How do you see the Blueprints in terms of print making and the craft of printing?
I only use the word print because they’re printed, there’s no craft. I have no history with printmaking; I’m not really interested in that craft in any way. They’re just called prints.
The craft’s not important?
The reason they exist is my attempt to find a way to represent stuff that wasn’t part of the art lexicon. It’s liked a borrowed language that I’m able to subvert.
The blueprint is a framework that already exists as a preconceived language. Does that make your work easier?
Yes, it gives me something to hide behind, because the expectation of a painting or even a print is so overwhelming and magical. It’s meant to take you somewhere whereas blueprints have a more functional, analytical role.
Like a series of instructions?
Instructions for the Ikea bookcase you actually constructed with the chipped edges and rounded screw heads, not the theoretical one.
I was reminded of the dry humour that’s inherent in Richard Wentworth’s ongoing photographic series 'Making Do, Getting By'.
They’re great. It’s been a long time since I looked at them. They still look like art to me though - they look like his work.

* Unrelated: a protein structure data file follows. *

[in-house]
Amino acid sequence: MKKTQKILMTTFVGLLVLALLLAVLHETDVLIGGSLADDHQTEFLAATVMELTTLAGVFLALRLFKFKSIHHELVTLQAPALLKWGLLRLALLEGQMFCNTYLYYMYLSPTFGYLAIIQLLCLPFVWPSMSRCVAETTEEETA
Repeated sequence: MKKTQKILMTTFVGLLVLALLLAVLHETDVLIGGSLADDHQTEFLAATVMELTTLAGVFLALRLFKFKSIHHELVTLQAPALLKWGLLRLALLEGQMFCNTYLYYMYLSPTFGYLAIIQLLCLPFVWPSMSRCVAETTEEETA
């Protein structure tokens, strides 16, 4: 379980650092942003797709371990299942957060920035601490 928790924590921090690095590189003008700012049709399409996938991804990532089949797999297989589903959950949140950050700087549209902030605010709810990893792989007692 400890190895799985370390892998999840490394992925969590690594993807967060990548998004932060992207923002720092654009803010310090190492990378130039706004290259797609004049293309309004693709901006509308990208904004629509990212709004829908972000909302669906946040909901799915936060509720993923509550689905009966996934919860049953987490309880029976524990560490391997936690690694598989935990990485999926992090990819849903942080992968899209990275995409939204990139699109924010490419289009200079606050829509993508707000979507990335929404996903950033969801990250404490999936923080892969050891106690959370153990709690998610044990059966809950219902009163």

They’re really beautiful, finding the absurd and the beauty in the mundane. I think I’ve been trying to find that beauty too but end up predominantly focusing on the failures, not the ingenuity of the human condition.
As an instruction form, I think what you’re doing tips its hat at conceptual art, but I think there’s a poetry that’s introduced, the touch of humanity on an idealised situation. How important is that in the work?
The potential and failure of the blueprint is that it’s only ever going to represent things at their very best, so if it looks banal or wrong at the beginning of the building process it’s only going to be a downward spiral.
The print “My point of view” depicts a recently built glass roof seen from my hotel window in Munich. (see above for works)
It’s probably a nice piece of architecture if you’re stood under the structure. There’s undoubtedly lots of light flooding in, it might even be for sick children brightening up the oncology ward. But from the outside perspective it’s dreadful. The brief perhaps didn’t ask for that to be a consideration. But because of Google earth, we’re inclined to visually pull back - exposing more of the environment that things exist in, and seeing how they relate to their environment.